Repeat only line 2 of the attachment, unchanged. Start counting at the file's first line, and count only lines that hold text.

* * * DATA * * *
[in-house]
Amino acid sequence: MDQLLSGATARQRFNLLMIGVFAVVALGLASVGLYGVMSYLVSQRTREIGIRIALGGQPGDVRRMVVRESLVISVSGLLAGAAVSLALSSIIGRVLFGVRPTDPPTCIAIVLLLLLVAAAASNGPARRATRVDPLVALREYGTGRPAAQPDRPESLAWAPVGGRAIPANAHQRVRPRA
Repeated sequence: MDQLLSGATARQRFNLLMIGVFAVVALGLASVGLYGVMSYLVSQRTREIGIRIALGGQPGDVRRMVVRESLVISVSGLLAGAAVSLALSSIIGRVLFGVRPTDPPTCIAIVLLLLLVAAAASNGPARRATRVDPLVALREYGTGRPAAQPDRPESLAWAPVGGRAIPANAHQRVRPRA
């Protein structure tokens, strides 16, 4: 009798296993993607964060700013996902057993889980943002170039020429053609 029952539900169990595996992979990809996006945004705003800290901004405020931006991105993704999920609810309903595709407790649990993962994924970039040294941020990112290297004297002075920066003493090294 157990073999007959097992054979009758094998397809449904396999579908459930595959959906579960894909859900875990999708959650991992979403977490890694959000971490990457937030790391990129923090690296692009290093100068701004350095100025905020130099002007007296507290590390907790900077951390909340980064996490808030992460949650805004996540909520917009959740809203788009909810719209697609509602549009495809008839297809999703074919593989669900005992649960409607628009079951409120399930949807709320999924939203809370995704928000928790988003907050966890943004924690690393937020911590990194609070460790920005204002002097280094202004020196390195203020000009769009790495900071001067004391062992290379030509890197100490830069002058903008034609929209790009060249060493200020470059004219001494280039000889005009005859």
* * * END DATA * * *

Amino acid sequence: MDQLLSGATARQRFNLLMIGVFAVVALGLASVGLYGVMSYLVSQRTREIGIRIALGGQPGDVRRMVVRESLVISVSGLLAGAAVSLALSSIIGRVLFGVRPTDPPTCIAIVLLLLLVAAAASNGPARRATRVDPLVALREYGTGRPAAQPDRPESLAWAPVGGRAIPANAHQRVRPRA